Colonia Copia Claudia Augusta Lugdunum (Latin: [ɫʊɡˈd̪uːnʊ̃];[1][2] modern Lyon, France) was an important Roman city in Gaul, established on the current site of Lyon. The city was founded in 43 BC by Lucius Munatius Plancus. It served as the capital of the Roman province of Gallia Lugdunensis and was an important city in the western half of the Roman Empire for centuries. Two emperors, Claudius and Caracalla, were born in Lugdunum. In the period  AD 69–192 the city's population may have numbered 50,000 to 100,000, and possibly up to 200,000 inhabitants.[3][4][5][6]

Colonia Copia Claudia Augusta Lugdunum
Location within France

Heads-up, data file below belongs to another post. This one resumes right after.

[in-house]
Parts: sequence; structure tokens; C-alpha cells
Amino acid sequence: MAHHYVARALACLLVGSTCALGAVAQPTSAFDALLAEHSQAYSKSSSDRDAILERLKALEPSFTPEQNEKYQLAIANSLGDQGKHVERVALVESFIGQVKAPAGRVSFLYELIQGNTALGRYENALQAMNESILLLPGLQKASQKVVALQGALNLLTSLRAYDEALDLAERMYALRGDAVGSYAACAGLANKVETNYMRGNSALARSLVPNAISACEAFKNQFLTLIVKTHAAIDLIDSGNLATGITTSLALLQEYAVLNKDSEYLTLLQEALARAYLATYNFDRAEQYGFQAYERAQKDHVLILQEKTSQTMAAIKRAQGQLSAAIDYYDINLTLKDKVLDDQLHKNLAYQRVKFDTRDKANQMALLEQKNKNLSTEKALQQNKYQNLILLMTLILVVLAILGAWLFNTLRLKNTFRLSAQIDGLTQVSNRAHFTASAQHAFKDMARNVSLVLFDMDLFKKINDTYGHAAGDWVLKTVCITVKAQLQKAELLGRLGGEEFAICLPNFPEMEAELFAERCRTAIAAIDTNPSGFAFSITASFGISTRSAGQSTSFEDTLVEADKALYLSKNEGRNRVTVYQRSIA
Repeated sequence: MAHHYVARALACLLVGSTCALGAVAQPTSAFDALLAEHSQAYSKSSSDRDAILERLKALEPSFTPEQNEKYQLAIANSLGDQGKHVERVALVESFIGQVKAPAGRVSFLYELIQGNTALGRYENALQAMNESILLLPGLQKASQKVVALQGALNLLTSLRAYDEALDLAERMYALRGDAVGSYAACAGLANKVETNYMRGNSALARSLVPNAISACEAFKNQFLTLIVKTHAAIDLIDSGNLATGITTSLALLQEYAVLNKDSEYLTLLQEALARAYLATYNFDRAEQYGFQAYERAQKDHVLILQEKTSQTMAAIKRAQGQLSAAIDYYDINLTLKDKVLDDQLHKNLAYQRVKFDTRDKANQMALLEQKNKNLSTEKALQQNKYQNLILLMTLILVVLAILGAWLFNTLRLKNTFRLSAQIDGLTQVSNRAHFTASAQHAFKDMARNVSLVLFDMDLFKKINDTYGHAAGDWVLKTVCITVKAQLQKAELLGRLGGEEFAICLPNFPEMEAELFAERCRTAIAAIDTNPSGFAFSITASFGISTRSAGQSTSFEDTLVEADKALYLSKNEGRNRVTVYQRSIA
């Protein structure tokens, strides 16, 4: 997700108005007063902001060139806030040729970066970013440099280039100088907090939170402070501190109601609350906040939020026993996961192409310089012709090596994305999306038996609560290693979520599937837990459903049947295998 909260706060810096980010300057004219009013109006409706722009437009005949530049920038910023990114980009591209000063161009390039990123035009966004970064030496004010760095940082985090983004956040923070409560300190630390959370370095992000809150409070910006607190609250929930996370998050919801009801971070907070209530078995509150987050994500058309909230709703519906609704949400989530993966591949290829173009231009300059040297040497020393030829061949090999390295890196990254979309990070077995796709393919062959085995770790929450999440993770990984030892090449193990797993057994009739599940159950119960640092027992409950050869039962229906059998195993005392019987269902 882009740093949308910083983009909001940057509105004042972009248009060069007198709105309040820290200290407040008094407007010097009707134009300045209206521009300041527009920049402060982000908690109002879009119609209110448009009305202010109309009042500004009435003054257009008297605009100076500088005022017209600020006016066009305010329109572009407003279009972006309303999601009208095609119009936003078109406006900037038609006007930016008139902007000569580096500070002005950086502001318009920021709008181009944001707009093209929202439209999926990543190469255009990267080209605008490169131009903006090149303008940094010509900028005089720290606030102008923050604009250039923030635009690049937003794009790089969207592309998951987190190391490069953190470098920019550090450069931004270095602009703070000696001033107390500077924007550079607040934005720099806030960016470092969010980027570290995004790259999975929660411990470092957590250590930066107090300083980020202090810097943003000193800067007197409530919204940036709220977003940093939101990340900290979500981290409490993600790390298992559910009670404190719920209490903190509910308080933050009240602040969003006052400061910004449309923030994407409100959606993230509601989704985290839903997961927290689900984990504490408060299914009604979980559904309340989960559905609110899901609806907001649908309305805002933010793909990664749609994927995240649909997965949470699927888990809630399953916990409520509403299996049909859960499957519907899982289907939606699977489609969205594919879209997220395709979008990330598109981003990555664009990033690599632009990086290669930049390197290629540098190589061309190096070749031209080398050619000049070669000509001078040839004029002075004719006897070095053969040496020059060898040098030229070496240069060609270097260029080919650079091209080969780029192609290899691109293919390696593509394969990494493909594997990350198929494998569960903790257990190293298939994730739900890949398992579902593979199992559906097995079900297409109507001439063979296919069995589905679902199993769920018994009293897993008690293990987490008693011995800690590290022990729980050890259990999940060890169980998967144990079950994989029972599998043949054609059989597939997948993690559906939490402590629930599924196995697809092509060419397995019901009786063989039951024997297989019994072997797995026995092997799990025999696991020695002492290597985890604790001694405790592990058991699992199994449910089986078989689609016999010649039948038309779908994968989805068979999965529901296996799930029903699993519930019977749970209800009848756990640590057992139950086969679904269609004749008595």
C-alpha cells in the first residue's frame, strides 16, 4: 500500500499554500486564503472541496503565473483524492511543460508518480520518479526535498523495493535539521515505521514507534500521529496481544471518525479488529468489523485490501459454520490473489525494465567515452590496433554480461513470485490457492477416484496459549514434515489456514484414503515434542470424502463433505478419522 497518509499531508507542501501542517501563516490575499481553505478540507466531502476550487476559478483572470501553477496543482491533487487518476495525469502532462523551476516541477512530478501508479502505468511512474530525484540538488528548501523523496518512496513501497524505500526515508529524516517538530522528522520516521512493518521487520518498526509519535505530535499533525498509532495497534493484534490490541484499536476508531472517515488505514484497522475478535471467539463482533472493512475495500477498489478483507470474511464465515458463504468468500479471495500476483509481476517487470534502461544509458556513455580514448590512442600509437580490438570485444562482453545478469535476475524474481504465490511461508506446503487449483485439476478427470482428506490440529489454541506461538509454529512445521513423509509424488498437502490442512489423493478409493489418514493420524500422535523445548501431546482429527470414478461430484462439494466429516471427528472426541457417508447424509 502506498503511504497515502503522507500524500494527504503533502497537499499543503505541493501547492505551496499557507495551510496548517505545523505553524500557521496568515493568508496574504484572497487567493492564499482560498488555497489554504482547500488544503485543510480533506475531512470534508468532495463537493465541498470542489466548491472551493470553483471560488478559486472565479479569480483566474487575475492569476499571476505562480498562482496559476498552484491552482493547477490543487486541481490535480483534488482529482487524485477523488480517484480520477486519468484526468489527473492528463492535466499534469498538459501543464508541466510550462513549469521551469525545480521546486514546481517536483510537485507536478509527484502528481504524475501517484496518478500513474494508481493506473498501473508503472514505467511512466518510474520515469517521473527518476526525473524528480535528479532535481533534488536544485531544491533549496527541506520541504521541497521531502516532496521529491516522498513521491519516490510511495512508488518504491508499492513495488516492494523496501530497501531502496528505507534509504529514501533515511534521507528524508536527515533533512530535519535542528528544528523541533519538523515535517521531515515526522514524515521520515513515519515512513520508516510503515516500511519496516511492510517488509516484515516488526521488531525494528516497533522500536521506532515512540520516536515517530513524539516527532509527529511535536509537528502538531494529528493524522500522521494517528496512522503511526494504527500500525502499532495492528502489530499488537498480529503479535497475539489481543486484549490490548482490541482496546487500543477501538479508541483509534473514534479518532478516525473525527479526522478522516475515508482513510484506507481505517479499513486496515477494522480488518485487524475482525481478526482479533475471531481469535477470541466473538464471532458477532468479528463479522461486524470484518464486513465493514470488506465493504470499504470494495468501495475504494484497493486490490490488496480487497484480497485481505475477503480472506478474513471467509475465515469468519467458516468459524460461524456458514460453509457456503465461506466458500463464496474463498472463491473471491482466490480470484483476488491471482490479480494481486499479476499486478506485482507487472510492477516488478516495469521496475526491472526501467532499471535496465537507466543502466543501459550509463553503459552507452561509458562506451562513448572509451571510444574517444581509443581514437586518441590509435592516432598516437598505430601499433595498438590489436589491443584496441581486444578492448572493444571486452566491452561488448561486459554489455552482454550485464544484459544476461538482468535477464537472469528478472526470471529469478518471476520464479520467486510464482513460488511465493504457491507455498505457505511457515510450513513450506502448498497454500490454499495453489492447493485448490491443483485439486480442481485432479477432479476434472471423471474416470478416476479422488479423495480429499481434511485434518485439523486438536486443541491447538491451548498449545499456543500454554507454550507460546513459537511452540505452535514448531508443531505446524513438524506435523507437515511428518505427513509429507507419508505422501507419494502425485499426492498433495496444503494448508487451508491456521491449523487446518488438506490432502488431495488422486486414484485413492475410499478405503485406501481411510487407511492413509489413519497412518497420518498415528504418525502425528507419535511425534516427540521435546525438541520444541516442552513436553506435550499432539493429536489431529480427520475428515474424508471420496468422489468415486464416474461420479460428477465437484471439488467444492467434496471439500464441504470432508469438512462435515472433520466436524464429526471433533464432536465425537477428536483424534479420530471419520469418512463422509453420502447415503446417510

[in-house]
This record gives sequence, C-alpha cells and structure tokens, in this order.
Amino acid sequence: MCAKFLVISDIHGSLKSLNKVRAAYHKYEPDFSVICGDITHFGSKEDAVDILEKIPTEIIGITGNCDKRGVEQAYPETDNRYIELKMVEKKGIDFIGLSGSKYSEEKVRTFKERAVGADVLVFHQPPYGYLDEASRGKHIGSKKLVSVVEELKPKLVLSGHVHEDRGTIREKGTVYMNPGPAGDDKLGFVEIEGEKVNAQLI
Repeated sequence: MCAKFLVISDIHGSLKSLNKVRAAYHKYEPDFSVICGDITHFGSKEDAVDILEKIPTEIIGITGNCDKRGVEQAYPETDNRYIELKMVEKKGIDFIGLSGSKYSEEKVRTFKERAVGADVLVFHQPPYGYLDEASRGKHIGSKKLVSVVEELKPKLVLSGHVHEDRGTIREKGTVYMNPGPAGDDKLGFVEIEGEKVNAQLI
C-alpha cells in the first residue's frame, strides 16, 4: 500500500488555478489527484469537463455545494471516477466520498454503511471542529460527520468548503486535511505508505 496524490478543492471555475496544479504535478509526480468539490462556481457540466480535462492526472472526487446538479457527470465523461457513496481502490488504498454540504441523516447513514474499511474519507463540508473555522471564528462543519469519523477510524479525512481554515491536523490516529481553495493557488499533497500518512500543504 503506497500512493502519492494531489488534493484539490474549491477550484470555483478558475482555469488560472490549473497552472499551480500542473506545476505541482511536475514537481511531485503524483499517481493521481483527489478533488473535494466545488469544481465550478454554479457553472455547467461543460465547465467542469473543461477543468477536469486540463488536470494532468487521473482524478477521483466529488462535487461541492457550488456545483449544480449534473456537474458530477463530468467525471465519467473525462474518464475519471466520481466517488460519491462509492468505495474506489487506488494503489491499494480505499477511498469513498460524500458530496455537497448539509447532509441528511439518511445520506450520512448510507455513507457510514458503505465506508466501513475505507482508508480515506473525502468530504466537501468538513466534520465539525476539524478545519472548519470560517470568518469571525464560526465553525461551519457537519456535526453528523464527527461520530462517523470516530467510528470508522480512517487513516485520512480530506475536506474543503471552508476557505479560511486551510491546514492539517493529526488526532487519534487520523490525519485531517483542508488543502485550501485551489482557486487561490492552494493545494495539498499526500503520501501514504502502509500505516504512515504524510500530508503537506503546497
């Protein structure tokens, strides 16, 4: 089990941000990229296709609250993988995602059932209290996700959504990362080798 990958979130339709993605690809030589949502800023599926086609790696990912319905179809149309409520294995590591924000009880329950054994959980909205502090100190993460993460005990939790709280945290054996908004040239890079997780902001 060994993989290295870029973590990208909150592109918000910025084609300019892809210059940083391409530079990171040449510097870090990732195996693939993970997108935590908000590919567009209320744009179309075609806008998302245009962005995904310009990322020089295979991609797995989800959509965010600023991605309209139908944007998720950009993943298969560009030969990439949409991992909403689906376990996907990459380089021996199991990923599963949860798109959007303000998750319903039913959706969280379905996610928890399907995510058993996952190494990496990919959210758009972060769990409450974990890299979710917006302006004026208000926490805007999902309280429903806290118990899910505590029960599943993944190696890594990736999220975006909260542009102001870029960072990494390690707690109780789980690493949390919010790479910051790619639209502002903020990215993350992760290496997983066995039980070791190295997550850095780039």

Lugdunum (Rhône-Alpes)
LocationLyon, France
RegionGallia Lugdunensis
Coordinates45°45′35″N 4°49′10″E
TypeRoman city
Area200 hectares
BuilderLucius Munatius Plancus
Founded43 BC
PeriodsRoman Republic to Roman Empire

The original Roman city was situated west of the confluence of the Rhône and Saône, on the Fourvière heights. By the late centuries of the empire much of the population was located in the Saône River valley at the foot of Fourvière.